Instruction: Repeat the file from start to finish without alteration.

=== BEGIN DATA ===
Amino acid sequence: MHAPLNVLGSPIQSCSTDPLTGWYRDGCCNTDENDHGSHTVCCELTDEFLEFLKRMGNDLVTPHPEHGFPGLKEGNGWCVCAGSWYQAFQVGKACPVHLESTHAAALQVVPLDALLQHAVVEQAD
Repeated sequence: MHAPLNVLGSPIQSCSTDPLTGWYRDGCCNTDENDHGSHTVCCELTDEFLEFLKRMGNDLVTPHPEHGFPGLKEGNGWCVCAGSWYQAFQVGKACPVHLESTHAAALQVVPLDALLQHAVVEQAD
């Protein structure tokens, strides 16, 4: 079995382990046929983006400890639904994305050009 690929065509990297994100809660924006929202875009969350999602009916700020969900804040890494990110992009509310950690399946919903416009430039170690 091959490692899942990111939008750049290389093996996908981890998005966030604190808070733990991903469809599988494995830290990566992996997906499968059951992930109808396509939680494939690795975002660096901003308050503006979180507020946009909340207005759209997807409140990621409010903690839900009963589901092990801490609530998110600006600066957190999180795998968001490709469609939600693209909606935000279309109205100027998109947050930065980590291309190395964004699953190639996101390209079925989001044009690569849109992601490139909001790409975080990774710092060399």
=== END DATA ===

Amino acid sequence: MHAPLNVLGSPIQSCSTDPLTGWYRDGCCNTDENDHGSHTVCCELTDEFLEFLKRMGNDLVTPHPEHGFPGLKEGNGWCVCAGSWYQAFQVGKACPVHLESTHAAALQVVPLDALLQHAVVEQAD
Repeated sequence: MHAPLNVLGSPIQSCSTDPLTGWYRDGCCNTDENDHGSHTVCCELTDEFLEFLKRMGNDLVTPHPEHGFPGLKEGNGWCVCAGSWYQAFQVGKACPVHLESTHAAALQVVPLDALLQHAVVEQAD
């Protein structure tokens, strides 16, 4: 079995382990046929983006400890639904994305050009 690929065509990297994100809660924006929202875009969350999602009916700020969900804040890494990110992009509310950690399946919903416009430039170690 091959490692899942990111939008750049290389093996996908981890998005966030604190808070733990991903469809599988494995830290990566992996997906499968059951992930109808396509939680494939690795975002660096901003308050503006979180507020946009909340207005759209997807409140990621409010903690839900009963589901092990801490609530998110600006600066957190999180795998968001490709469609939600693209909606935000279309109205100027998109947050930065980590291309190395964004699953190639996101390209079925989001044009690569849109992601490139909001790409975080990774710092060399």